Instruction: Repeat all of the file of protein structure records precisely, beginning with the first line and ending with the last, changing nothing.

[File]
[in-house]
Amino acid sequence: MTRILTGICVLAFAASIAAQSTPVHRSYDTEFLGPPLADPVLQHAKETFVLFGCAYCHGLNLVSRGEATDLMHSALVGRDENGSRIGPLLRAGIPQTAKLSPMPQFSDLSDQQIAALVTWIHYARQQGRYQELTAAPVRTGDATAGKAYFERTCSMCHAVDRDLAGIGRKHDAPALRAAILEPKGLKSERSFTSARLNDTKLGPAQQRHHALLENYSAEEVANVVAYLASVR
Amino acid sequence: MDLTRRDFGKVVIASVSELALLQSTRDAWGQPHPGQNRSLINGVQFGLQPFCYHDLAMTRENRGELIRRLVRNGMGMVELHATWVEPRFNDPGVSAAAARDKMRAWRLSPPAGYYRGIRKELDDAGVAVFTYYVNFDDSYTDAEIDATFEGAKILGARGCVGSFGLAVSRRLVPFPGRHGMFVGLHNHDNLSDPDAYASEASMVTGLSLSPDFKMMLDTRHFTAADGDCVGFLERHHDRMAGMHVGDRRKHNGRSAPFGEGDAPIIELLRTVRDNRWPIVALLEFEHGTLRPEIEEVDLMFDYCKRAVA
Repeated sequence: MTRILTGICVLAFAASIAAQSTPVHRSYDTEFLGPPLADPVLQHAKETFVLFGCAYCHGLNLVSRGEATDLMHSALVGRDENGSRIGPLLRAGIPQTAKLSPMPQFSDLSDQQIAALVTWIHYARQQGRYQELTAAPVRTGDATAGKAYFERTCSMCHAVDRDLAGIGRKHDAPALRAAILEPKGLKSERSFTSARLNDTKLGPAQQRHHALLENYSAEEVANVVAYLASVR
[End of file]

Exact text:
[in-house]
Amino acid sequence: MTRILTGICVLAFAASIAAQSTPVHRSYDTEFLGPPLADPVLQHAKETFVLFGCAYCHGLNLVSRGEATDLMHSALVGRDENGSRIGPLLRAGIPQTAKLSPMPQFSDLSDQQIAALVTWIHYARQQGRYQELTAAPVRTGDATAGKAYFERTCSMCHAVDRDLAGIGRKHDAPALRAAILEPKGLKSERSFTSARLNDTKLGPAQQRHHALLENYSAEEVANVVAYLASVR
Amino acid sequence: MDLTRRDFGKVVIASVSELALLQSTRDAWGQPHPGQNRSLINGVQFGLQPFCYHDLAMTRENRGELIRRLVRNGMGMVELHATWVEPRFNDPGVSAAAARDKMRAWRLSPPAGYYRGIRKELDDAGVAVFTYYVNFDDSYTDAEIDATFEGAKILGARGCVGSFGLAVSRRLVPFPGRHGMFVGLHNHDNLSDPDAYASEASMVTGLSLSPDFKMMLDTRHFTAADGDCVGFLERHHDRMAGMHVGDRRKHNGRSAPFGEGDAPIIELLRTVRDNRWPIVALLEFEHGTLRPEIEEVDLMFDYCKRAVA
Repeated sequence: MTRILTGICVLAFAASIAAQSTPVHRSYDTEFLGPPLADPVLQHAKETFVLFGCAYCHGLNLVSRGEATDLMHSALVGRDENGSRIGPLLRAGIPQTAKLSPMPQFSDLSDQQIAALVTWIHYARQQGRYQELTAAPVRTGDATAGKAYFERTCSMCHAVDRDLAGIGRKHDAPALRAAILEPKGLKSERSFTSARLNDTKLGPAQQRHHALLENYSAEEVANVVAYLASVR